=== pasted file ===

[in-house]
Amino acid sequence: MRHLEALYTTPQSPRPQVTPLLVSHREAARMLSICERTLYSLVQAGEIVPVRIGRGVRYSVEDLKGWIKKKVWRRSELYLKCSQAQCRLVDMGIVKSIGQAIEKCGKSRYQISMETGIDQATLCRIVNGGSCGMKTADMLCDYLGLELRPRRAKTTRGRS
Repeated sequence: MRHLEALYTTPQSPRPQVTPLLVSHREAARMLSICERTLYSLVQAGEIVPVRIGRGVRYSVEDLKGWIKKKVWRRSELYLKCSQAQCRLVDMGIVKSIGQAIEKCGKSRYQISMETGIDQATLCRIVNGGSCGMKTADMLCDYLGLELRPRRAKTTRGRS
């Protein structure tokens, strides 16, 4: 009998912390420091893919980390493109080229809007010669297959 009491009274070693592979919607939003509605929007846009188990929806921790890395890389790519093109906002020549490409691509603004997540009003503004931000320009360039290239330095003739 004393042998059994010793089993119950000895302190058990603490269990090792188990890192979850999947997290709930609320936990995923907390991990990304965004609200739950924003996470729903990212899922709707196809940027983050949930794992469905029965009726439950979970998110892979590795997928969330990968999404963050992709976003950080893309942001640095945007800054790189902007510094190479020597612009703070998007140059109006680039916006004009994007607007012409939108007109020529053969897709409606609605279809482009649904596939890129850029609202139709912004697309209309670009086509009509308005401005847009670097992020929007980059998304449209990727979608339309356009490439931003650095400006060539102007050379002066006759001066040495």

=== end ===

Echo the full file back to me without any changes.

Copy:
[in-house]
Amino acid sequence: MRHLEALYTTPQSPRPQVTPLLVSHREAARMLSICERTLYSLVQAGEIVPVRIGRGVRYSVEDLKGWIKKKVWRRSELYLKCSQAQCRLVDMGIVKSIGQAIEKCGKSRYQISMETGIDQATLCRIVNGGSCGMKTADMLCDYLGLELRPRRAKTTRGRS
Repeated sequence: MRHLEALYTTPQSPRPQVTPLLVSHREAARMLSICERTLYSLVQAGEIVPVRIGRGVRYSVEDLKGWIKKKVWRRSELYLKCSQAQCRLVDMGIVKSIGQAIEKCGKSRYQISMETGIDQATLCRIVNGGSCGMKTADMLCDYLGLELRPRRAKTTRGRS
């Protein structure tokens, strides 16, 4: 009998912390420091893919980390493109080229809007010669297959 009491009274070693592979919607939003509605929007846009188990929806921790890395890389790519093109906002020549490409691509603004997540009003503004931000320009360039290239330095003739 004393042998059994010793089993119950000895302190058990603490269990090792188990890192979850999947997290709930609320936990995923907390991990990304965004609200739950924003996470729903990212899922709707196809940027983050949930794992469905029965009726439950979970998110892979590795997928969330990968999404963050992709976003950080893309942001640095945007800054790189902007510094190479020597612009703070998007140059109006680039916006004009994007607007012409939108007109020529053969897709409606609605279809482009649904596939890129850029609202139709912004697309209309670009086509009509308005401005847009670097992020929007980059998304449209990727979608339309356009490439931003650095400006060539102007050379002066006759001066040495």